You might want to try ukelenny on you tube. Maybe stand by me he explains the strums per note and it gives a little confidence to us beginners because I for one never trust my own judgement.
    I haven't watched ukelenny, but that's my suggestion, too. Here's just a "speck" of info....The single vertical lines on a music staff are called bars(measures). There are X number of beats per bar. If the song is in 4/4 time (look at the top left of the top line of the staff), there are 4 beats per each bar. Again, staying simple, if there are 4 quarter notes in a bar, each note gets one beat. Lets say that there's a C chord symbol over the first note and a G chord symbol over the 3rd note. If you're using a strum patter of 1 strum per quarter note, then you would do 2 strums on the C chord and 2 strums on the G chord (2+2=4 beats). There are a lot of people who get by without learning to read music. I wish I were one of them .
    Last edited by Shastastan; 04-24-2013 at 11:48 AM. Reason: changed 2nd note to 3rd note. oops!
    Stan

    Mainland Mahogany Tenor Cutaway
    Mainland Concert, Red Cedar/Rosewood
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    OU-53 Oscar Schmidt Baritone (GCEA, Low G)
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  7. #7
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    Stan,

    Thanks for that response, it certainly helps me when the songs are presented in that format. However, most of what I see when I'm searching for tunes is in this format
    http://www.doctoruke.com/yourcheatinheart.pdf

    and this is where I have the issue and why I try to work it out as I mentioned above - it takes a lot of action on the pause/rewind controls. My logic says 4/4 time so 4 strums on each chord but I know that can't be the case as I usually end up with songs that are about 25 minutes long. Ha Ha.

    It would be great (for beginners) if the author of these could put a number next to the chord box signifying how many strums of each. At least that would help us get the basic tune going, actual strum "patterns" are something that can be developed.

    I realise this is a particularly selfish request and I would like to say that I for one am very grateful for the people who put these charts together and for everyone who contributes to this and the other forums. I am enjoying my challenge of learning the uke and without all of these people the instruments would just be hanging on the wall.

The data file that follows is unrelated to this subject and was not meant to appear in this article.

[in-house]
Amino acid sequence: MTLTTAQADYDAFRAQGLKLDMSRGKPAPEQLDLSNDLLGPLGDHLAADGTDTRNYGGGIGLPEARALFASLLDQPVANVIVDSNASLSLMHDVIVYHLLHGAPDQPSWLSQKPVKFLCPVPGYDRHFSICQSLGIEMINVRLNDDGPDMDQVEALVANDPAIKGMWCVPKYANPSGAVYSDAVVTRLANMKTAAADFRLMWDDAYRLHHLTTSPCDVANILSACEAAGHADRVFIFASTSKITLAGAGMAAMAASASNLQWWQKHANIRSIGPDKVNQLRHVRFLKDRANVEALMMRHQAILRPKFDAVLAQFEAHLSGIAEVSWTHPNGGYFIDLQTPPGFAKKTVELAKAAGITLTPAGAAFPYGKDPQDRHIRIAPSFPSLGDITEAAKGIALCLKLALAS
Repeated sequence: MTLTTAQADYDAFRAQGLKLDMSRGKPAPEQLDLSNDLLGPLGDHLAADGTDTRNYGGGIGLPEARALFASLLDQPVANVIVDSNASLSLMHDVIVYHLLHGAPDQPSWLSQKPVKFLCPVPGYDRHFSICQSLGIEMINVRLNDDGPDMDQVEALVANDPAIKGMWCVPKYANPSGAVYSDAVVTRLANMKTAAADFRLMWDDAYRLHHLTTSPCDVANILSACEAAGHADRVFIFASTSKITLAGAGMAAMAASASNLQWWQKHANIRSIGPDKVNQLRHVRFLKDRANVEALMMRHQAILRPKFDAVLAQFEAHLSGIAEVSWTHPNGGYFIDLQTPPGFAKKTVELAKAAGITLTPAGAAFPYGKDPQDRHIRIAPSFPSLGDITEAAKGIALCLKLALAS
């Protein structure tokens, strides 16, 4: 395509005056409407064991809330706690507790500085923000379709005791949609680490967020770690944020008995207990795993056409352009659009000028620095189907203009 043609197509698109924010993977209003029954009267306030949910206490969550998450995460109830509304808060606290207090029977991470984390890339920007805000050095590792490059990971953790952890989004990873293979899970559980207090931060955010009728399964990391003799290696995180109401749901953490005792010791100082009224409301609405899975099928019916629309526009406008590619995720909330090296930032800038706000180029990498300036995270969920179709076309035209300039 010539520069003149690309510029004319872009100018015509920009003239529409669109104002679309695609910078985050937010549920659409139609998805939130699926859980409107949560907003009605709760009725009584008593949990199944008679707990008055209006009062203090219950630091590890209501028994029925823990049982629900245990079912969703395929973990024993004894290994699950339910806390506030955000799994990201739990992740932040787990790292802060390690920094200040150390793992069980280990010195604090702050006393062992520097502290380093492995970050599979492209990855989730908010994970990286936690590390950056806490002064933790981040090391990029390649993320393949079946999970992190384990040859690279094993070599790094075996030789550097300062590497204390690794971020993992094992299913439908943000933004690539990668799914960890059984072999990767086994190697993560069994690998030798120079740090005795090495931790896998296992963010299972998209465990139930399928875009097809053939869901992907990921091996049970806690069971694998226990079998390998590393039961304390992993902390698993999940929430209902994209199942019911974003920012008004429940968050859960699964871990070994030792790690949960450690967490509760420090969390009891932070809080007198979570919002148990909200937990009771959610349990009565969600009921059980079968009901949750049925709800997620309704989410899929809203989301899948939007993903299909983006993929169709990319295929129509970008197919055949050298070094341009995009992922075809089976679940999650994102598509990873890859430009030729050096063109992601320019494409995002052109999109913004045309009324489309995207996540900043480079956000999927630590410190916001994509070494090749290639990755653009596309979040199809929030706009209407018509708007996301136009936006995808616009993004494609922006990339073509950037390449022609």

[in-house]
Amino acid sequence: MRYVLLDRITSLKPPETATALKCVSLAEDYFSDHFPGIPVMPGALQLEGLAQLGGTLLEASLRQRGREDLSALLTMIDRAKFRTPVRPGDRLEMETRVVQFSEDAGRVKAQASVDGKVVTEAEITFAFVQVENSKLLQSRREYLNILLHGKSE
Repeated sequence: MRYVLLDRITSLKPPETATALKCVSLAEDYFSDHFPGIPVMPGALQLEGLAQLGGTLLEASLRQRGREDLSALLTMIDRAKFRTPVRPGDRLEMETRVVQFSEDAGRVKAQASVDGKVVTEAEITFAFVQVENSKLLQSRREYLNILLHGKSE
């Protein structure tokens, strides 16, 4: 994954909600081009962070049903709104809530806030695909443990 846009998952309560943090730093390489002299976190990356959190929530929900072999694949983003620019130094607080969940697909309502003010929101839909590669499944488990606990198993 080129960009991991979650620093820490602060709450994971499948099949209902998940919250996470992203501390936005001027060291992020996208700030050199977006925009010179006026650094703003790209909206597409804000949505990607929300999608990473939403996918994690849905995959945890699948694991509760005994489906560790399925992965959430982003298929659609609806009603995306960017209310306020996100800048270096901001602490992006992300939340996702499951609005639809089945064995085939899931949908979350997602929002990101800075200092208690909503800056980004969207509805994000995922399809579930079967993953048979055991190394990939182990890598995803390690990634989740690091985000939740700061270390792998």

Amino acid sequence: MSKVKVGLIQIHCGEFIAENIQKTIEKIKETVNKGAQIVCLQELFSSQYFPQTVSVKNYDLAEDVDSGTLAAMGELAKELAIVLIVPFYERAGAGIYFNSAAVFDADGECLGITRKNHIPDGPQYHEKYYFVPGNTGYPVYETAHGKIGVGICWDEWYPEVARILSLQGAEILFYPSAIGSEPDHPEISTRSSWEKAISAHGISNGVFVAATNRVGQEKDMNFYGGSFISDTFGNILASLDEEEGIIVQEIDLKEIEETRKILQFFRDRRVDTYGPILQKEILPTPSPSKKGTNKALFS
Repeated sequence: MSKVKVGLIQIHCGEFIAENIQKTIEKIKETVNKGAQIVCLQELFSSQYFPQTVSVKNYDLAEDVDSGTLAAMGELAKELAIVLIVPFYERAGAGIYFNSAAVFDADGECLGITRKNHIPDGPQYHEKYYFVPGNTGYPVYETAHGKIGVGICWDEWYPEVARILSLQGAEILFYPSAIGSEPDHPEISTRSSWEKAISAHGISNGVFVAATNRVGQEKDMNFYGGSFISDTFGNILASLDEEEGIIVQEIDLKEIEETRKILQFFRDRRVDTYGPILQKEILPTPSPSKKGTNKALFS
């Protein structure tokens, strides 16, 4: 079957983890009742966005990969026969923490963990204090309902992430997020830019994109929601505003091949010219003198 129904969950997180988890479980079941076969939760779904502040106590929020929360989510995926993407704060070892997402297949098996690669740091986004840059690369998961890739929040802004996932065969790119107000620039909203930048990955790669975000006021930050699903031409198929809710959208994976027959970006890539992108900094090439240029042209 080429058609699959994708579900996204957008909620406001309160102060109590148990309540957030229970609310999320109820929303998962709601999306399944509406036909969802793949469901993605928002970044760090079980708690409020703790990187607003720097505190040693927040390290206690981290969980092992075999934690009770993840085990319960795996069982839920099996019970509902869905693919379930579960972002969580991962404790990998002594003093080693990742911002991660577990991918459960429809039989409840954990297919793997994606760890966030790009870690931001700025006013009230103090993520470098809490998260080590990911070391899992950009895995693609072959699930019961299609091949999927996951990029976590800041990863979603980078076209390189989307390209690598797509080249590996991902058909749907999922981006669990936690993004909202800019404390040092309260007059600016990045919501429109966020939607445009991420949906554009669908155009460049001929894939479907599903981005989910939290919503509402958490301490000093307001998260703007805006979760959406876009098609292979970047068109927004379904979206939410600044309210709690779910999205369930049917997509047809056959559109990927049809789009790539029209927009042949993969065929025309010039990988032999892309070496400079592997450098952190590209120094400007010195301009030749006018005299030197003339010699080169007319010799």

Onwards and Upwards
    Last edited by Macbrayne; 04-23-2013 at 06:04 PM.

  8. #8
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    The irregular spacing of the chord symbols imply that the timing isn't a uniform 4 beats per chord. I haven't heard that song in years, but in my mind I hear 3/4 or maybe 6/8 not 4/4. Just hit up YouTube and listen to it a time or two and you'll know in a hurry what the timing is.
    "Master technique and then forget about it and be natural"

  9. #9
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    Thanks for all the replies. So much useful info.

    I do get a little music theory having played the piano as a child. 4/4 time and all, beats per measure.

    Maybe I should have asked a different way. Here is the example.

    I get 3 beats @G7 and I am at the end of "cheating". Up pops the C over "heart", is that the 4th beat for that measure? And then whoa, all of a sudden we have the C7 over the very next word in the song, "will". So the C7 starts a whole new measure? 2 strums on C7 chord and 2 more strums with F chord?

    G7 C C7 F
    Your cheating heart will make you weep

    Appreciate everyone's feed back, thanks again!!

  10. #10
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    Listen to the song. I think you're right about 3 beats @ G7. I think that's a "pickup" measure, so it's not played for the full count. "Heart" isn't the 4th beat, it's the first beat of the next measure. I think you hold that for an entire measure before moving on to "will" (I think changing at "make" sounds better) which brings us back to "weep" for the start of the next measure.

    6/8 time sounds just about right, which makes the pickup measure a half measure of three beats.

    Now that I listened to some YouTube samples, a "bum-diddy" pattern works, and so does a slower "boom-chick" pattern. Neither one easily fits into 4/4, 3/4 or 6/8 but I think this guitar lesson outlines it fairly well.
    Last edited by DaveVisi; 04-23-2013 at 07:38 PM.
    "Master technique and then forget about it and be natural"